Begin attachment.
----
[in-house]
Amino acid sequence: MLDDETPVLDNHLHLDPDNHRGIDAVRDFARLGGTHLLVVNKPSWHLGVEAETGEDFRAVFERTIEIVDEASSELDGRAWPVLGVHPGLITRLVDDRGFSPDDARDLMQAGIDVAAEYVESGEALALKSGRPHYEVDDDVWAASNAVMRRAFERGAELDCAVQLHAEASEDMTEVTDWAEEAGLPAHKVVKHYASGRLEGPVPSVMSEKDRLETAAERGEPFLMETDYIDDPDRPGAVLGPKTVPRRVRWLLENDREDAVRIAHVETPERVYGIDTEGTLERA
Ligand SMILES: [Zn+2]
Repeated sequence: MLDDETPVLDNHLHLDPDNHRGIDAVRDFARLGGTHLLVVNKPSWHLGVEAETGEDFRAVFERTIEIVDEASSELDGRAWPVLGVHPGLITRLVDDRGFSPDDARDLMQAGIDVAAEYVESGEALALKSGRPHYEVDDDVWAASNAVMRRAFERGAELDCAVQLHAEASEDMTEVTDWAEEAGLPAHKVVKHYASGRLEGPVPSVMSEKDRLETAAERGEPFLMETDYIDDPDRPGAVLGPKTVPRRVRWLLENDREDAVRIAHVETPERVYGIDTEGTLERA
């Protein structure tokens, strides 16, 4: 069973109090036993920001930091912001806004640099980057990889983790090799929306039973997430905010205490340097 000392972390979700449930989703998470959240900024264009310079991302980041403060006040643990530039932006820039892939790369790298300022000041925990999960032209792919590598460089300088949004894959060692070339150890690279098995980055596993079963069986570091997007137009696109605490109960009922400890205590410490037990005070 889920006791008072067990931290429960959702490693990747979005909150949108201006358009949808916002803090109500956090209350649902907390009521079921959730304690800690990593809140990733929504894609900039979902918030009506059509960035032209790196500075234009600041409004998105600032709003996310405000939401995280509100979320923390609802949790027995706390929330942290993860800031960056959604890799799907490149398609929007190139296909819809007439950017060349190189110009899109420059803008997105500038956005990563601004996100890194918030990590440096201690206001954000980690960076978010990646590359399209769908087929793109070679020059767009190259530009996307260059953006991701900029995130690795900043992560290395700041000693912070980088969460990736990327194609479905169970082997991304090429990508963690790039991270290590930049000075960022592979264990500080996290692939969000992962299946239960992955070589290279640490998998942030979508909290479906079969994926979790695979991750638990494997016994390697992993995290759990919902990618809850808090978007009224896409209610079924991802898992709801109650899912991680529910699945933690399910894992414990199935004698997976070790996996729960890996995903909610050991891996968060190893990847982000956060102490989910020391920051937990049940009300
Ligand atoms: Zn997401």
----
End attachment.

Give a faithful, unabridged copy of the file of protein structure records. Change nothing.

[in-house]
Amino acid sequence: MLDDETPVLDNHLHLDPDNHRGIDAVRDFARLGGTHLLVVNKPSWHLGVEAETGEDFRAVFERTIEIVDEASSELDGRAWPVLGVHPGLITRLVDDRGFSPDDARDLMQAGIDVAAEYVESGEALALKSGRPHYEVDDDVWAASNAVMRRAFERGAELDCAVQLHAEASEDMTEVTDWAEEAGLPAHKVVKHYASGRLEGPVPSVMSEKDRLETAAERGEPFLMETDYIDDPDRPGAVLGPKTVPRRVRWLLENDREDAVRIAHVETPERVYGIDTEGTLERA
Ligand SMILES: [Zn+2]
Repeated sequence: MLDDETPVLDNHLHLDPDNHRGIDAVRDFARLGGTHLLVVNKPSWHLGVEAETGEDFRAVFERTIEIVDEASSELDGRAWPVLGVHPGLITRLVDDRGFSPDDARDLMQAGIDVAAEYVESGEALALKSGRPHYEVDDDVWAASNAVMRRAFERGAELDCAVQLHAEASEDMTEVTDWAEEAGLPAHKVVKHYASGRLEGPVPSVMSEKDRLETAAERGEPFLMETDYIDDPDRPGAVLGPKTVPRRVRWLLENDREDAVRIAHVETPERVYGIDTEGTLERA
């Protein structure tokens, strides 16, 4: 069973109090036993920001930091912001806004640099980057990889983790090799929306039973997430905010205490340097 000392972390979700449930989703998470959240900024264009310079991302980041403060006040643990530039932006820039892939790369790298300022000041925990999960032209792919590598460089300088949004894959060692070339150890690279098995980055596993079963069986570091997007137009696109605490109960009922400890205590410490037990005070 889920006791008072067990931290429960959702490693990747979005909150949108201006358009949808916002803090109500956090209350649902907390009521079921959730304690800690990593809140990733929504894609900039979902918030009506059509960035032209790196500075234009600041409004998105600032709003996310405000939401995280509100979320923390609802949790027995706390929330942290993860800031960056959604890799799907490149398609929007190139296909819809007439950017060349190189110009899109420059803008997105500038956005990563601004996100890194918030990590440096201690206001954000980690960076978010990646590359399209769908087929793109070679020059767009190259530009996307260059953006991701900029995130690795900043992560290395700041000693912070980088969460990736990327194609479905169970082997991304090429990508963690790039991270290590930049000075960022592979264990500080996290692939969000992962299946239960992955070589290279640490998998942030979508909290479906079969994926979790695979991750638990494997016994390697992993995290759990919902990618809850808090978007009224896409209610079924991802898992709801109650899912991680529910699945933690399910894992414990199935004698997976070790996996729960890996995903909610050991891996968060190893990847982000956060102490989910020391920051937990049940009300
Ligand atoms: Zn997401």